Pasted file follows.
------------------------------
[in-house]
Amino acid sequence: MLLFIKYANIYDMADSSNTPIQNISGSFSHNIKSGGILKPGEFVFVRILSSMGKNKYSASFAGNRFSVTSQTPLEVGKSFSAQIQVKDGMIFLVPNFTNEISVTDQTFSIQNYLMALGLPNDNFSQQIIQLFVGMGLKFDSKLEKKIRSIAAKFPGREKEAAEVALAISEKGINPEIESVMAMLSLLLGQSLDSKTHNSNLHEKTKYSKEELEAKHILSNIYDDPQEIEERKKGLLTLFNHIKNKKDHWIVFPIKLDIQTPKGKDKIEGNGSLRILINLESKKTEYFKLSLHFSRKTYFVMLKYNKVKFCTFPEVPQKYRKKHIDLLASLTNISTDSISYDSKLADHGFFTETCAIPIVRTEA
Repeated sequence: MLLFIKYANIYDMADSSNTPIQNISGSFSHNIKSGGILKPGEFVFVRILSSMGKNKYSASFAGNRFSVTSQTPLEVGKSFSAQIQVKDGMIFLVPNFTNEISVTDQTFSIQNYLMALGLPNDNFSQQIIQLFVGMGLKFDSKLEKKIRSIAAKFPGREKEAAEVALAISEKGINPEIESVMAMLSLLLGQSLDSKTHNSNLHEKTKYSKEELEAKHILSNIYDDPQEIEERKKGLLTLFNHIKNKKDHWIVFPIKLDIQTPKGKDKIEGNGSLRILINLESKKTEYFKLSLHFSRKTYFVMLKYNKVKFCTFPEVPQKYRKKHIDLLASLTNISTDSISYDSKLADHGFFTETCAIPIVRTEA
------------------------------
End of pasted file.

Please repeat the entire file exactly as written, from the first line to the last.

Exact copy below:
[in-house]
Amino acid sequence: MLLFIKYANIYDMADSSNTPIQNISGSFSHNIKSGGILKPGEFVFVRILSSMGKNKYSASFAGNRFSVTSQTPLEVGKSFSAQIQVKDGMIFLVPNFTNEISVTDQTFSIQNYLMALGLPNDNFSQQIIQLFVGMGLKFDSKLEKKIRSIAAKFPGREKEAAEVALAISEKGINPEIESVMAMLSLLLGQSLDSKTHNSNLHEKTKYSKEELEAKHILSNIYDDPQEIEERKKGLLTLFNHIKNKKDHWIVFPIKLDIQTPKGKDKIEGNGSLRILINLESKKTEYFKLSLHFSRKTYFVMLKYNKVKFCTFPEVPQKYRKKHIDLLASLTNISTDSISYDSKLADHGFFTETCAIPIVRTEA
Repeated sequence: MLLFIKYANIYDMADSSNTPIQNISGSFSHNIKSGGILKPGEFVFVRILSSMGKNKYSASFAGNRFSVTSQTPLEVGKSFSAQIQVKDGMIFLVPNFTNEISVTDQTFSIQNYLMALGLPNDNFSQQIIQLFVGMGLKFDSKLEKKIRSIAAKFPGREKEAAEVALAISEKGINPEIESVMAMLSLLLGQSLDSKTHNSNLHEKTKYSKEELEAKHILSNIYDDPQEIEERKKGLLTLFNHIKNKKDHWIVFPIKLDIQTPKGKDKIEGNGSLRILINLESKKTEYFKLSLHFSRKTYFVMLKYNKVKFCTFPEVPQKYRKKHIDLLASLTNISTDSISYDSKLADHGFFTETCAIPIVRTEA